Mr. Nacchio learned that no warrant had been granted and that there was a "disinclination on the part of the authorities to use any legal process," said the lawyer, Herbert J. Stern. As a result, the statement said, Mr. Nacchio concluded that "the requests violated the privacy requirements of the Telecommunications Act."Incredibly, the article makes no mention of a "little" problem Mr. Nacchio is facing these days:
..... Qwest was the only phone company to turn down requests from the security agency for phone records as part of a program to compile a vast database of numbers and other information on virtually all domestic calls. The program's scope was first described in an article published on Thursday by USA Today that led to an outpouring of demands for information from Congressional Republicans and Democrats. The article said that AT&T, BellSouth and Verizon had agreed to provide the information to the security agency.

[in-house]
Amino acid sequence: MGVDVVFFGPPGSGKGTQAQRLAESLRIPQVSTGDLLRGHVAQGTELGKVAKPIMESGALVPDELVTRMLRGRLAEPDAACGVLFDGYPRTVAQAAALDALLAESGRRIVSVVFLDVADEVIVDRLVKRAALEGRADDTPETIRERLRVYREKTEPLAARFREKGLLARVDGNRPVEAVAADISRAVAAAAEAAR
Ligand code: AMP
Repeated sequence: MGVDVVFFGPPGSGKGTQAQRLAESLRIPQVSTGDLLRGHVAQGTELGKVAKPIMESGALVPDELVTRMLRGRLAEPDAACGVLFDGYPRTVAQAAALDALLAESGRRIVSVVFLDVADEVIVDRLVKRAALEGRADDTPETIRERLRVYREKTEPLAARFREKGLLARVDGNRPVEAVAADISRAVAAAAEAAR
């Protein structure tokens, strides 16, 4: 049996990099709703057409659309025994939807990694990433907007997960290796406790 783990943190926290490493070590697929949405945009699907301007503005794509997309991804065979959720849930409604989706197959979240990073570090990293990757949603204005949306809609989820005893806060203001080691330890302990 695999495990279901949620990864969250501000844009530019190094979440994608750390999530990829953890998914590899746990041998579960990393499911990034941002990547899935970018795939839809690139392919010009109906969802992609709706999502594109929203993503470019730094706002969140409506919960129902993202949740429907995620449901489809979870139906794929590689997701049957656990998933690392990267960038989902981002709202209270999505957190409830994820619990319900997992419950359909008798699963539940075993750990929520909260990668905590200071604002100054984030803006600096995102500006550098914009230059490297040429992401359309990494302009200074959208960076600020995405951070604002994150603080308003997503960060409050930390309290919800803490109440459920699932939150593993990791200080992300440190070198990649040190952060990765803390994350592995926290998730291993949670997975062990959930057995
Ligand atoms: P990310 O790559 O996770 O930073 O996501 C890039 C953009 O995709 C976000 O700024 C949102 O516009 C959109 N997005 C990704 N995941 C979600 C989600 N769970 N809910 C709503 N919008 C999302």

Former Qwest CEO Joseph Nacchio has been indicted on 42 counts of insider trading. Prosecutors say Nacchio knew at the time what the public did not: that Qwest was using accounting gimmicks to artificially prop up its finances. If convicted, Nacchio could face 10 years in prison for each count of insider trading.Though it's not a good idea to predict outcomes, this link indicates that a number of Nacchio's underlings have pleaded out in return for cooperation (the article is about the conviction of Marc Weisberg, but also indicates that "only one unresolved criminal case" remains, i.e., Nacchio's). That ordinarily does not bode well for the guy at the top.
Nacchio's indictment is relevant, not just because it could go to his character, but it could very well go to the real reason behind Qwest's refusal to cooperate with the NSA. After all, if Nacchio really was engaged in insider trading, isn't it at least possible that he refused to hand over Qwest's phone records because, by doing so, he would be handing future insider-trading investigators the road map to an expeditious prosecution?Cross-posted at BizzyBlog.com.